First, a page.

Second youngest of the Masset family, Mil was only eleven years old. They had walked all day, and all the day before that, and now his tiny legs refused to do any more. He should’ve been in school now, learning write and count. He’d liked school, but now it’d been left far, far behind.
            “Neither do I, Mil, but this area’s dangerous for us.” Dan replied firmly, putting a reassuring hand on his small brother’s shoulder.
            Daniel was the second son, and he used to go fishing and hunting with his father, learning the trades that had been the Masset family’s only source of revenue. Gifted with dark brown hair, hazelnut eyes and a strong muscular frame, he had equalled many humans in both strength and endurance. Yet even he found the non-stop days of travel straining, and he could only imagine what it was like for his weaker brothers.
            “Walking’s deadly boring.” Calleran stated, crossing his arms. “There’s nothing in it to keep our minds off what happened, and that’s what has been killing us.”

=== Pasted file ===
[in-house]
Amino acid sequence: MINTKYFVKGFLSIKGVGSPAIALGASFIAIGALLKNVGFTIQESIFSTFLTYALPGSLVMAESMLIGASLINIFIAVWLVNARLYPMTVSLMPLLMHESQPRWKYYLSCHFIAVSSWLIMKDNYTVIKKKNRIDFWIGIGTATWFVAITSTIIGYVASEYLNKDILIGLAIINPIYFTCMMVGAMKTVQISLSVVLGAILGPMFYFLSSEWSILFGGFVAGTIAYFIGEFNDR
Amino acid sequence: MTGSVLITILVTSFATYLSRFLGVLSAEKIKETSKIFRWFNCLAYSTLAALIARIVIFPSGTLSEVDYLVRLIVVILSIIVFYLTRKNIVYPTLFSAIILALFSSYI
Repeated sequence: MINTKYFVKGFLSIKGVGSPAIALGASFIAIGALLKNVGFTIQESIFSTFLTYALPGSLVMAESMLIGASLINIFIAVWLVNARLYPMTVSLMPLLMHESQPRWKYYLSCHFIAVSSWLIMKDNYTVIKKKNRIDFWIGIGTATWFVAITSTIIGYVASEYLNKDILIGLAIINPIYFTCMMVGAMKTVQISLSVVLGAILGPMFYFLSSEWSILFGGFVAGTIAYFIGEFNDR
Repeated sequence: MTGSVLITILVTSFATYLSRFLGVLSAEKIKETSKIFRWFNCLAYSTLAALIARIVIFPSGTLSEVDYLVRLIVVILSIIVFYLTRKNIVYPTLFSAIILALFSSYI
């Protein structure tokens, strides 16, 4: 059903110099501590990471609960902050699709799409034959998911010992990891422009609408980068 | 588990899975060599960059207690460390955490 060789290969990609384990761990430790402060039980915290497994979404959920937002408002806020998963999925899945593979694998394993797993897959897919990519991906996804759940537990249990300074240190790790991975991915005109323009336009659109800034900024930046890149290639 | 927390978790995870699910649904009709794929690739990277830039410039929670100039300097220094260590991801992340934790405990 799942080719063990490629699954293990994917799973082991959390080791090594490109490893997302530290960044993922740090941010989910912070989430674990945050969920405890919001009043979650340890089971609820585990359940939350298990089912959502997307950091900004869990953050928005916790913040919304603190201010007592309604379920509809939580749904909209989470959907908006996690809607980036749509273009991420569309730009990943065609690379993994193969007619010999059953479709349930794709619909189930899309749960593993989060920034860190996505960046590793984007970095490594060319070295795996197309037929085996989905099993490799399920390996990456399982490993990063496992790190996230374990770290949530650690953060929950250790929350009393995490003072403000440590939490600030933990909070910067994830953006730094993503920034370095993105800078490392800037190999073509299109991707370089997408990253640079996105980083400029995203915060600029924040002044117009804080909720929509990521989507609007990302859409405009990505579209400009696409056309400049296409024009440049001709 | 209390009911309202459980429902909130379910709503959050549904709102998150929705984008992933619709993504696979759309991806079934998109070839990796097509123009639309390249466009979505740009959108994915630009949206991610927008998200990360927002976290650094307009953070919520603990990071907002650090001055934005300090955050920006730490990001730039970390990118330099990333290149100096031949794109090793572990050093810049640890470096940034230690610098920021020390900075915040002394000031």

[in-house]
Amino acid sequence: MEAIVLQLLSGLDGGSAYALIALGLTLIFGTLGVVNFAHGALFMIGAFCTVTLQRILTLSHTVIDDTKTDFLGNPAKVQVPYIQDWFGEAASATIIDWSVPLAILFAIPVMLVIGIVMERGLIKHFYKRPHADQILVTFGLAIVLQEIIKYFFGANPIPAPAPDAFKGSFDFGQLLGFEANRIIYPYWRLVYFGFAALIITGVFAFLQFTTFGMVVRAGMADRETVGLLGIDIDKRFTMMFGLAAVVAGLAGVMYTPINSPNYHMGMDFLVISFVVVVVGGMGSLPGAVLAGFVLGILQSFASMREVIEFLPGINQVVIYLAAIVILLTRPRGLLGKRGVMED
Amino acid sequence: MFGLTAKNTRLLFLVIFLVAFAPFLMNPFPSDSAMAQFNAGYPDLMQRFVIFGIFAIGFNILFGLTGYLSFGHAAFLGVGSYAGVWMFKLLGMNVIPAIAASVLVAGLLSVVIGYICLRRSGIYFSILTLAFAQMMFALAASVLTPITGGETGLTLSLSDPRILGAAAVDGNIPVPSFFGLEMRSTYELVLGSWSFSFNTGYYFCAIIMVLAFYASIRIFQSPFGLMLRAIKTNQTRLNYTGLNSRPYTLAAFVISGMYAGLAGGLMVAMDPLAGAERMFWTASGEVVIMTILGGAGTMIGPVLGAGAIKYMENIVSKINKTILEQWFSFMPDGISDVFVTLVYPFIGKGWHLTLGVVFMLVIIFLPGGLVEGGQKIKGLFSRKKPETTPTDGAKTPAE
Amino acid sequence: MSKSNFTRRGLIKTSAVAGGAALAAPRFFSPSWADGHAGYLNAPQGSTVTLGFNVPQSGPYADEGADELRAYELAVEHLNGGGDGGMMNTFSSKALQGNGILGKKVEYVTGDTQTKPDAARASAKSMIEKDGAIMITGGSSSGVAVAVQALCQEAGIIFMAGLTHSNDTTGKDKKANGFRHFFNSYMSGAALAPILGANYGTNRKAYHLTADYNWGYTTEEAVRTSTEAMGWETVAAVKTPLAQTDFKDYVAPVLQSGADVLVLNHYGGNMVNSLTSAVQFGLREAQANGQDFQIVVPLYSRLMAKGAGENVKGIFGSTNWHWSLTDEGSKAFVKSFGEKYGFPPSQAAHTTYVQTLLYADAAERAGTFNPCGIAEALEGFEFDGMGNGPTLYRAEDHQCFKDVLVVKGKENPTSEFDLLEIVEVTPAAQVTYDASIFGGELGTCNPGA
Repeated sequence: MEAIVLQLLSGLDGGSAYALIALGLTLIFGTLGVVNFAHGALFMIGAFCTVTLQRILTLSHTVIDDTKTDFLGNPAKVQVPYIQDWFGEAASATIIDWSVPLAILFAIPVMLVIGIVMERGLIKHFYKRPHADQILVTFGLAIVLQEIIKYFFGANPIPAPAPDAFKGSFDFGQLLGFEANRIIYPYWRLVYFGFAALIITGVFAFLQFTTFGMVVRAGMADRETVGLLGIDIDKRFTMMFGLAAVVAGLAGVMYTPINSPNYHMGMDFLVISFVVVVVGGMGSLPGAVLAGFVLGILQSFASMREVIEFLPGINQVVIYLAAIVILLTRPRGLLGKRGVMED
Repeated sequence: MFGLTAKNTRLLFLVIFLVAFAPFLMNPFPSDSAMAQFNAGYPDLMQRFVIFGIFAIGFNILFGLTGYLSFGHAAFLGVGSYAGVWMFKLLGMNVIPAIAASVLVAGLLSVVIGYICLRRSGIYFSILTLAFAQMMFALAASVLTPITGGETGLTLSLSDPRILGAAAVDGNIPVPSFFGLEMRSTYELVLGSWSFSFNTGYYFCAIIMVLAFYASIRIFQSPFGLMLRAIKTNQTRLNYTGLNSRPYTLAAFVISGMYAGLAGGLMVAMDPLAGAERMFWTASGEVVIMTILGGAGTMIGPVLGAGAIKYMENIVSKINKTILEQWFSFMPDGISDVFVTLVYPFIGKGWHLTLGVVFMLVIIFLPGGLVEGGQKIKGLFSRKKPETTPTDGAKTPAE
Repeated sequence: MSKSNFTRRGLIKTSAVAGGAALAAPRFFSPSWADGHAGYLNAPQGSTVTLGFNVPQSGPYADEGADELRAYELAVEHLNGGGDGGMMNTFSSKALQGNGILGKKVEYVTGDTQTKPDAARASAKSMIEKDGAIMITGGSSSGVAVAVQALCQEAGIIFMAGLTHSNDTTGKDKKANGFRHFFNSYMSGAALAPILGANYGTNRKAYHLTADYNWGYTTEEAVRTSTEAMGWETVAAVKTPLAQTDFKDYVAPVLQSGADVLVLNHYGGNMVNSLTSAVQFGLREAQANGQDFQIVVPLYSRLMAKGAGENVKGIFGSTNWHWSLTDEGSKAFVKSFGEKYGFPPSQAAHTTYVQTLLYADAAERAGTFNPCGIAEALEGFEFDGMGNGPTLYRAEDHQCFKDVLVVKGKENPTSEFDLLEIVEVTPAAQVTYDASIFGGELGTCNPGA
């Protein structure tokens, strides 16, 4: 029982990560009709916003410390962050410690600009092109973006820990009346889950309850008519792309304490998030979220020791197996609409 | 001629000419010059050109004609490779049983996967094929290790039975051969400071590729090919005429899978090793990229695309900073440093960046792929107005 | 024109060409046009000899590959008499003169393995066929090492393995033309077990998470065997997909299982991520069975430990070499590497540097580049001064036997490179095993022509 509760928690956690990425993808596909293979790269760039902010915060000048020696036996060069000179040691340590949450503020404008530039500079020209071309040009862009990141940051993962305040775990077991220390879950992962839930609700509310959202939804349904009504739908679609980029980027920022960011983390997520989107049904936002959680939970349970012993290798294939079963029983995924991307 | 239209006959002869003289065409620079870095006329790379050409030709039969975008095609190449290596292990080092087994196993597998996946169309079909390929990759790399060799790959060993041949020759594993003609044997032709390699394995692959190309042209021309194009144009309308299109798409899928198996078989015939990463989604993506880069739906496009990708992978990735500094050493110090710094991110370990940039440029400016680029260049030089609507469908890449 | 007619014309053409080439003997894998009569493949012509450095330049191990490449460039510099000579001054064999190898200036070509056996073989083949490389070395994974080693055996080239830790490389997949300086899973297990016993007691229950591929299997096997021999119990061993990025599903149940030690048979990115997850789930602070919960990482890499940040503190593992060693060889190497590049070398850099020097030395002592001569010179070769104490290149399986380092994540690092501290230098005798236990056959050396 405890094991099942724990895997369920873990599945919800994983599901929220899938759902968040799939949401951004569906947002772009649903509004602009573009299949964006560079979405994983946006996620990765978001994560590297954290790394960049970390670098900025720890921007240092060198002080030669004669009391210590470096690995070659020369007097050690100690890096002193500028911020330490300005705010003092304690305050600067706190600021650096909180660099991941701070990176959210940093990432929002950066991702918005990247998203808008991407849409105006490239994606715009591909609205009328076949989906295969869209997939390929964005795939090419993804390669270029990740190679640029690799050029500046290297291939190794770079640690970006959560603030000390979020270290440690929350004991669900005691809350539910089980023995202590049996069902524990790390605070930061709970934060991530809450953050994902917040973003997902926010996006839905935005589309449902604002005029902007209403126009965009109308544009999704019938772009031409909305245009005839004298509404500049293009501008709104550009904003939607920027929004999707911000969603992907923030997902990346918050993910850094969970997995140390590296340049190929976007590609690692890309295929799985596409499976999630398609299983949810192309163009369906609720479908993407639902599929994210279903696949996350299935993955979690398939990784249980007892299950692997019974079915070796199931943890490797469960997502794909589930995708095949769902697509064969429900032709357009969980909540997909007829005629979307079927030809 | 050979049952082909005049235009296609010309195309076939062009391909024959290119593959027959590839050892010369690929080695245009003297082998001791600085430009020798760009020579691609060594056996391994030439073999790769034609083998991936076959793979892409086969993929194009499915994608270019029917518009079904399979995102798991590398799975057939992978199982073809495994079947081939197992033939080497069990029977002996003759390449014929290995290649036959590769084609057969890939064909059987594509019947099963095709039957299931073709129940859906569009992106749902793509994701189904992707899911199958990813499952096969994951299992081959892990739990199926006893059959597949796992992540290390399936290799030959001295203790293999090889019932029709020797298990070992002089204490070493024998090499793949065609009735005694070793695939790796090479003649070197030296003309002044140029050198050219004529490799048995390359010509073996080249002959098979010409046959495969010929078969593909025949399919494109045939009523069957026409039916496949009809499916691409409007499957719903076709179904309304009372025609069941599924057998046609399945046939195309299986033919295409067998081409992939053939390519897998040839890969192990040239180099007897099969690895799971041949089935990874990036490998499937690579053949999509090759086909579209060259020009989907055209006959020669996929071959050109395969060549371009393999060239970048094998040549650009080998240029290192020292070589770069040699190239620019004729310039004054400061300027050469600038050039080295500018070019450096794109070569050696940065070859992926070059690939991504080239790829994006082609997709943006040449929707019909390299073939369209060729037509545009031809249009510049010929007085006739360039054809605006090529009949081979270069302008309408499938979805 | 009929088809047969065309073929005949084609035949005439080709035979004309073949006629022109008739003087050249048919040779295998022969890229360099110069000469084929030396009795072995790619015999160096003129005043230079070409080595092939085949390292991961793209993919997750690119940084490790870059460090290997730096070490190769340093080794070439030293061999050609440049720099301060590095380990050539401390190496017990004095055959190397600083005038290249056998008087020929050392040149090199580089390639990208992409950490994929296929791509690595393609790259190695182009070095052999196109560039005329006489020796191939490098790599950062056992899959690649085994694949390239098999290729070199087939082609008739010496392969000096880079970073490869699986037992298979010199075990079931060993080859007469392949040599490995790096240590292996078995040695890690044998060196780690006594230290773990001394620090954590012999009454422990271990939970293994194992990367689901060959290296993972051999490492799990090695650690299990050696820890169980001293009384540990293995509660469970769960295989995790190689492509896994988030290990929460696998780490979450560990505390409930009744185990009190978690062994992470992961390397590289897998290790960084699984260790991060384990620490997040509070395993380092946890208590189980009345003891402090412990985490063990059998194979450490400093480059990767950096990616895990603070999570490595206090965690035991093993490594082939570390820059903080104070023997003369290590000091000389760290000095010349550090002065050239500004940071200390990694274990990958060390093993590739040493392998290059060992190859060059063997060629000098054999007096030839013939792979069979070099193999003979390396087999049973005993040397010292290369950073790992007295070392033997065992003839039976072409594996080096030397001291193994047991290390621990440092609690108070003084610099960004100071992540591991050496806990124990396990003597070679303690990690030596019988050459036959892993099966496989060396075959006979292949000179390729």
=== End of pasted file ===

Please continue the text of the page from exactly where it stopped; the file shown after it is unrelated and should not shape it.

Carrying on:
Cal was the third and middle brother – and the family’s oddity. Uninterested in either Yondalla or fishing, the blond-haired halfling had taken to luck games at a very young age. He had shamelessly spent his days and nights gambling instead of helping his parents and – to his two older brothers’ horror – he had now began praying Tymora, a human goddess of luck.
            “You just want to play at the local tavern!” Dan exclaimed, exasperated at his brother’s attitude. These were serious matters, yet sometimes it seemed like Calleran had no idea what that meant.
            “And you just want to walk until you collapse!” Cal countered immediately. “That’s how you escape it, eh? Let sweet darkness take over through sheer exhaustion, and all will be fine! But we’re not all –“
            “Stop it, both of you!” Leeroy interrupted them loudly. The Masset family’s senior brother, Lee had long brown hair and starkling blue eyes. He looked immensely like his father, but had inherited in great part from his mother’s character and interests. In the past few days, it had fallen on Lee’s shoulder to take both their places and be the brothers’ only authority figure.